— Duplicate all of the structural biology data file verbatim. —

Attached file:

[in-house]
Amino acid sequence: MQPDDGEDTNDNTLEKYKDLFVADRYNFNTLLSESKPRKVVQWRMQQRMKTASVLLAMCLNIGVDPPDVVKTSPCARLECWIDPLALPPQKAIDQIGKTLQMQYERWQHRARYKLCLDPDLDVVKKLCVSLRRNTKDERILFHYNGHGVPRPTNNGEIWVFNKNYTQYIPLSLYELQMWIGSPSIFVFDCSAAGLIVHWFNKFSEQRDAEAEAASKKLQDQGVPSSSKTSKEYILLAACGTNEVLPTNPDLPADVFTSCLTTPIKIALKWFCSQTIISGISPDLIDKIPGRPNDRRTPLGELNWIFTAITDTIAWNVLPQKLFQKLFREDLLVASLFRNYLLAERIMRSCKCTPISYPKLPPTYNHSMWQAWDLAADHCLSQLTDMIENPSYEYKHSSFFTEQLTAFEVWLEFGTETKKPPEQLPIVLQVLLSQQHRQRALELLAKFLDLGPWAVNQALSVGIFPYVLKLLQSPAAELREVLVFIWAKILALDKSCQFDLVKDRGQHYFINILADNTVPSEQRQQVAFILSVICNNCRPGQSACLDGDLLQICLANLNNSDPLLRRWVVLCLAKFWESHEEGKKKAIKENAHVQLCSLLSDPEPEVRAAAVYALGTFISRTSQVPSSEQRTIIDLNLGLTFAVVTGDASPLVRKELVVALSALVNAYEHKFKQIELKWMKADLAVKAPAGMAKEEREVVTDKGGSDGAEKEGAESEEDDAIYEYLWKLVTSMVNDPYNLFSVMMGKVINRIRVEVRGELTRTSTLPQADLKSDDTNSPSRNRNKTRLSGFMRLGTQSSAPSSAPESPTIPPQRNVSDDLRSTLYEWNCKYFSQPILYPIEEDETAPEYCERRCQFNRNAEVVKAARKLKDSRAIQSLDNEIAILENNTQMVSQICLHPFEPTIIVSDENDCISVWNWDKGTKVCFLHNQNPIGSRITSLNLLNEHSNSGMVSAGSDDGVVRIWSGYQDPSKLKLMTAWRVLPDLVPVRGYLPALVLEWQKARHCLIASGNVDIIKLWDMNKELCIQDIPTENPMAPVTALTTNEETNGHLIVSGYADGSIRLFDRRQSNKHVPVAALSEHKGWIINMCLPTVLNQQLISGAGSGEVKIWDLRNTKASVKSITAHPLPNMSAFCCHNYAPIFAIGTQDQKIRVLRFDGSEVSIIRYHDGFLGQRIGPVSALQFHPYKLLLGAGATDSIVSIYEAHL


[in-house]
Amino acid sequence: MQPDDGEDTNDNTLEKYKDLFVADRYNFNTLLSESKPRKVVQWRMQQRMKTASVLLAMCLNIGVDPPDVVKTSPCARLECWIDPLALPPQKAIDQIGKTLQMQYERWQHRARYKLCLDPDLDVVKKLCVSLRRNTKDERILFHYNGHGVPRPTNNGEIWVFNKNYTQYIPLSLYELQMWIGSPSIFVFDCSAAGLIVHWFNKFSEQRDAEAEAASKKLQDQGVPSSSKTSKEYILLAACGTNEVLPTNPDLPADVFTSCLTTPIKIALKWFCSQTIISGISPDLIDKIPGRPNDRRTPLGELNWIFTAITDTIAWNVLPQKLFQKLFREDLLVASLFRNYLLAERIMRSCKCTPISYPKLPPTYNHSMWQAWDLAADHCLSQLTDMIENPSYEYKHSSFFTEQLTAFEVWLEFGTETKKPPEQLPIVLQVLLSQQHRQRALELLAKFLDLGPWAVNQALSVGIFPYVLKLLQSPAAELREVLVFIWAKILALDKSCQFDLVKDRGQHYFINILADNTVPSEQRQQVAFILSVICNNCRPGQSACLDGDLLQICLANLNNSDPLLRRWVVLCLAKFWESHEEGKKKAIKENAHVQLCSLLSDPEPEVRAAAVYALGTFISRTSQVPSSEQRTIIDLNLGLTFAVVTGDASPLVRKELVVALSALVNAYEHKFKQIELKWMKADLAVKAPAGMAKEEREVVTDKGGSDGAEKEGAESEEDDAIYEYLWKLVTSMVNDPYNLFSVMMGKVINRIRVEVRGELTRTSTLPQADLKSDDTNSPSRNRNKTRLSGFMRLGTQSSAPSSAPESPTIPPQRNVSDDLRSTLYEWNCKYFSQPILYPIEEDETAPEYCERRCQFNRNAEVVKAARKLKDSRAIQSLDNEIAILENNTQMVSQICLHPFEPTIIVSDENDCISVWNWDKGTKVCFLHNQNPIGSRITSLNLLNEHSNSGMVSAGSDDGVVRIWSGYQDPSKLKLMTAWRVLPDLVPVRGYLPALVLEWQKARHCLIASGNVDIIKLWDMNKELCIQDIPTENPMAPVTALTTNEETNGHLIVSGYADGSIRLFDRRQSNKHVPVAALSEHKGWIINMCLPTVLNQQLISGAGSGEVKIWDLRNTKASVKSITAHPLPNMSAFCCHNYAPIFAIGTQDQKIRVLRFDGSEVSIIRYHDGFLGQRIGPVSALQFHPYKLLLGAGATDSIVSIYEAHL